The following observations of the Minister’s consultation on poverty reduction in Hamilton May 11, 2008 are offered by Maggie Hughes.

The meeting was announced on short notice for some of the poverty groups in Hamilton, so it was a scramble getting people organized to attend.

There was discussion about how the meeting was set up as invitation only and we feared the doors would be closed to the poor. A small gathering of protesters was formed in hopes that at least their signs would be read and the Minister would hear some of their message.

Minister Matthews actually joined the protesters, spoke with them directly, and assured them that they would get inside to participate. That she herself would allow them inside.

The room was set up into several tables and participants were told which table to sit at. At least I was. The aim was to have a good mix at all the tables which was a great idea, but the controlled seating also made sure that there were business members and Round Table Members at each table. When it came time to chose a moderator for each table, those that held power quickly took the mic.

Those that knew poverty, were essentially being shut out of the process again, even though they were in the room and at the table, they were unable to have their voice. Some told me they still felt shut out of the conversations… that what they wanted to have said, was not being said when it came time to sum up a response to the pre-chosen questions in the work book.

At my table, comments and concerns that were brought up didn’t actually get a voice, as the moderator with the power of the mic, was able to present their personal view, leaving out the key points from the balance of the table members.

After the session, many of those in poverty approached me to let me know that they too felt they were still being left out of the discussion. There was a way to rectify any omitted comments, in the actual handout itself, a section was left for personal thoughts. I hope that those written comments are given the same attention as Minister Matthews gave to the discussion.

The best thing I observed was that the entire room answered the first question with the same points. The clothing allowance needs to be returned in two lump sums, not dribbled back over months. The need for affordable education, and that grants and loans not be deducted from income. That families should not be penalized or cut back on income, if the child in the family tried to earn part time money to pay for their own education.

The slogan of gearing poverty focus on the children, must thereby also include the parents of that child in poverty. The minimum wage must be geared to the cost of living, and those on ODSP must be allowed to keep more of any small income they could earn to supplement their below poverty benefits. The common message, was to listen to the grass roots and those that lived in poverty more than those that worked with the poor. The real answers will come from the streets not the boardrooms.

The Round Table in Hamilton does exclude some voices from their meetings, as evidenced by the exclusion of the Beasley Neighbourhood association. Voices are still being hand picked by those in authority in Hamilton.

Maggie Hughes

2 thoughts on “Minister’s Consultation (Hamilton, May 11, 2008)

  1. Deirdre Pike

    I was very pleased about the mix of people at the recent consultation with Minister Matthews in Hamilton. The Roundtable did a good job in ensuring that people in low income situations were on the invitee list and those that weren’t and showed up, were welcomed in anyway. It was a great improvement from what I heard about in Peterborough and Ottawa.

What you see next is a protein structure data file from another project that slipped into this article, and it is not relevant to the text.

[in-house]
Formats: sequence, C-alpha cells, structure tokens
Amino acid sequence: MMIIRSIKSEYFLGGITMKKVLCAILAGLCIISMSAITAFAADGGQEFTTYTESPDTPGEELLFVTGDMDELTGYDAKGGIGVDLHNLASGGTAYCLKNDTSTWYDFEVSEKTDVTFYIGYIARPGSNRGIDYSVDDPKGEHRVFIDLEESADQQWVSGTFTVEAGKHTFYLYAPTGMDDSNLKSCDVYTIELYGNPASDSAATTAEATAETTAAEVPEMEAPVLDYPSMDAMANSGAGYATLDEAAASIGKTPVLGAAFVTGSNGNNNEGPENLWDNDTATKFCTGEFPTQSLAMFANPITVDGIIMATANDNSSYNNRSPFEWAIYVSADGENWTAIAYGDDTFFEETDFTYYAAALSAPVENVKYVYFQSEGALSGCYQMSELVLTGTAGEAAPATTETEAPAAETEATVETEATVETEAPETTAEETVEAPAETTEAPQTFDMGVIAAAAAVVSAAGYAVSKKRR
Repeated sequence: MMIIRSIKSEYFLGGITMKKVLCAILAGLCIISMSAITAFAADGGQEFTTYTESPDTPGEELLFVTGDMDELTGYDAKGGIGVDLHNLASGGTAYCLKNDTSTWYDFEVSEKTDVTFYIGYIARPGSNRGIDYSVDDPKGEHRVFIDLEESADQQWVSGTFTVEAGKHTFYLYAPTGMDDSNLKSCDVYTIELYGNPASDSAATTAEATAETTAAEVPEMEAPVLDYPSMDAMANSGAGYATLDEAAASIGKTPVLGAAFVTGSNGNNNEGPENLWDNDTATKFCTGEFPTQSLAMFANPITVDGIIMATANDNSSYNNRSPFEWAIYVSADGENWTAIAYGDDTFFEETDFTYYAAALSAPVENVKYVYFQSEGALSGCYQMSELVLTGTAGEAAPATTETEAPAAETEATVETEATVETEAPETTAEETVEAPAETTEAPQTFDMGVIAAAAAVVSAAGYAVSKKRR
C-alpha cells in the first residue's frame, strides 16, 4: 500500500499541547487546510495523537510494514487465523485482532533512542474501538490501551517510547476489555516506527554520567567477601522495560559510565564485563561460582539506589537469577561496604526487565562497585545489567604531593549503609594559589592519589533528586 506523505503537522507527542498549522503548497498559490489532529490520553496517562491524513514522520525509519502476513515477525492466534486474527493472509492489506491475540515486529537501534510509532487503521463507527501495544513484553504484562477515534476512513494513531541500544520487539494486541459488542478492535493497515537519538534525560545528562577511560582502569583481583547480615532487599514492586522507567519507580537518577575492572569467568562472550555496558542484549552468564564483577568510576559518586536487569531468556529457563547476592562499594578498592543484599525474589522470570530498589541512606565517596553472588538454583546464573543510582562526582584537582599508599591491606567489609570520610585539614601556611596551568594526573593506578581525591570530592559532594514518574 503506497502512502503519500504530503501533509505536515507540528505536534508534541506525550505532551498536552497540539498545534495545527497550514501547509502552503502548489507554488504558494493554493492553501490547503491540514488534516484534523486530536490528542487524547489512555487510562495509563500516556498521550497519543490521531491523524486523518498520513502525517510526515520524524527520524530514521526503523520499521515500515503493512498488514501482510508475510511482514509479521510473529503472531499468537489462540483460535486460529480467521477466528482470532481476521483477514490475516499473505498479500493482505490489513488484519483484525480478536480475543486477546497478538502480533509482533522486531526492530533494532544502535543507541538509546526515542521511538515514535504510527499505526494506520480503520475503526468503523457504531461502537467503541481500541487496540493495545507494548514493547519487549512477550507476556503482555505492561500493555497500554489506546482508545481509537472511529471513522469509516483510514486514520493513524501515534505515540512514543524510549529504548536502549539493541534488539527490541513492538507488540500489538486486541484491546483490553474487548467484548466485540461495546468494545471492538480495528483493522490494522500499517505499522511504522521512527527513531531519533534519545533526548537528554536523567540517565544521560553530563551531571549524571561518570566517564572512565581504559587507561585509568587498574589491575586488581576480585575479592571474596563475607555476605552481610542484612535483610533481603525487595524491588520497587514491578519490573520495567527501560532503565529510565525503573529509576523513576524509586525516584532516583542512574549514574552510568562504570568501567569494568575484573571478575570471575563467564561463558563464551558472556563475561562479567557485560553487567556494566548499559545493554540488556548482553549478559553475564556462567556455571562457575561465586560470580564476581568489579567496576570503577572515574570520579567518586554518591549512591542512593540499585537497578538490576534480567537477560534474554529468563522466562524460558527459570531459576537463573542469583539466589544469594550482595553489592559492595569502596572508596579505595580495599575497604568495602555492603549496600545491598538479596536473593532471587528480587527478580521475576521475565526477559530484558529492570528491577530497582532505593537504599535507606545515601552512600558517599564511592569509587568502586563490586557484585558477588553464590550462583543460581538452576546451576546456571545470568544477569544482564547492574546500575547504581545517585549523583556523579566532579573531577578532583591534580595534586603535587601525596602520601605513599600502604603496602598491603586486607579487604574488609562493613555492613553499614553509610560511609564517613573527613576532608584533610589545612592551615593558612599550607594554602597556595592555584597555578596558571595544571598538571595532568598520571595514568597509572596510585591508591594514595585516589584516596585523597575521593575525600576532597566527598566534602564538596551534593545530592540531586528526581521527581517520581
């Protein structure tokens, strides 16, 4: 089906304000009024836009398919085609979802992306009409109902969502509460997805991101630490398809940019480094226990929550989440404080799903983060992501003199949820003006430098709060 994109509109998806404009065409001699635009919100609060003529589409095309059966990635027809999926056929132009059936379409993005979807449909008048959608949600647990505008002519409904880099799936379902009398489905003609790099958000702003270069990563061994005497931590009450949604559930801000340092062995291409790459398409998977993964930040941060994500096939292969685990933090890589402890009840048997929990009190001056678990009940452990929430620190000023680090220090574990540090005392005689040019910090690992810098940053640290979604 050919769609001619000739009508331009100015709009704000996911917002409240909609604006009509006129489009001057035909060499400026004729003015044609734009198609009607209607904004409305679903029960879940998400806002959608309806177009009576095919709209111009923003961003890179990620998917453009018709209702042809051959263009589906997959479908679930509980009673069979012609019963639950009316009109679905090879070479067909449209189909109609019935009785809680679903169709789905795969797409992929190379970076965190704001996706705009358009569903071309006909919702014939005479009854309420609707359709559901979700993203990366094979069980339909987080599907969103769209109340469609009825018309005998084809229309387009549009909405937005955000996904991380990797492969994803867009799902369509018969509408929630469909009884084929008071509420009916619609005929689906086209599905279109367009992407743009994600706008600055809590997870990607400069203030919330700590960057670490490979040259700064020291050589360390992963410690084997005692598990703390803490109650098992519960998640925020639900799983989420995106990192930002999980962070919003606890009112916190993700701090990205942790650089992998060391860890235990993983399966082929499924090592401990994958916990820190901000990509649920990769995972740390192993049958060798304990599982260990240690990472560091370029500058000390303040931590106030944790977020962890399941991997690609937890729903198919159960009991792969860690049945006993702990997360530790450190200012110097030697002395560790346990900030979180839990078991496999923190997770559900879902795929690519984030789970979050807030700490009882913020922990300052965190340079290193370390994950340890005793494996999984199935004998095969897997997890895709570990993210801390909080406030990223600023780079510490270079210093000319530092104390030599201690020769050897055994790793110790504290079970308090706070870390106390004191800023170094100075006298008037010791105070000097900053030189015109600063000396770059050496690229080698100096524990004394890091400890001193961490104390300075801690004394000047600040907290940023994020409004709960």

The mix of people at the tables was great, with at least 2 out of 8 that I saw, being people in poverty. Maggie’s comments about who became moderators is accurate however. People in privilege tend to be the first to offered or be offered up as the leader. We could all be more deliberate in not taking the option and asking to at least co-facilitate with a person from low income.

    However, hearing table after table come to the same conclusion was absolutely heartening. Living wage came up over and over. If only more people from the private sector were there to hear how important leaders in our community think this initiative is. Raising social assistance rates and getting rid of disincentives came up many times as well. The Minister could not help but hear the resounding message of policy change that needs to take place.

    One problem about the consultations was the questions. They asked people to give solutions to addressing poverty using “existing resources” as if there was no other money in other areas that might need to be redirected. As well, participants had to be determined to get certain issues on the table as the questions didn’t naturally lead one to address affordable housing, livable income, or employment.

    The Hamilton experience shows how important it is to have a collaborative process in place addressing the reality of poverty in the community. This meant that the consultations were more inclusive as Roundtable staff sought input on who should be invited from other community partners.

    My advice in other communities is to be positioned well with the organization that the Minister’s office will call for help in compiling the invite list. This will assist in a more inclusive meeting.

    Thanks to Peter Clutterbuck who is doing a great job in Hamilton (and other places I’m sure), assisting our Poverty Reduction Consultation Working Group on following up with local MPP’s for further input.

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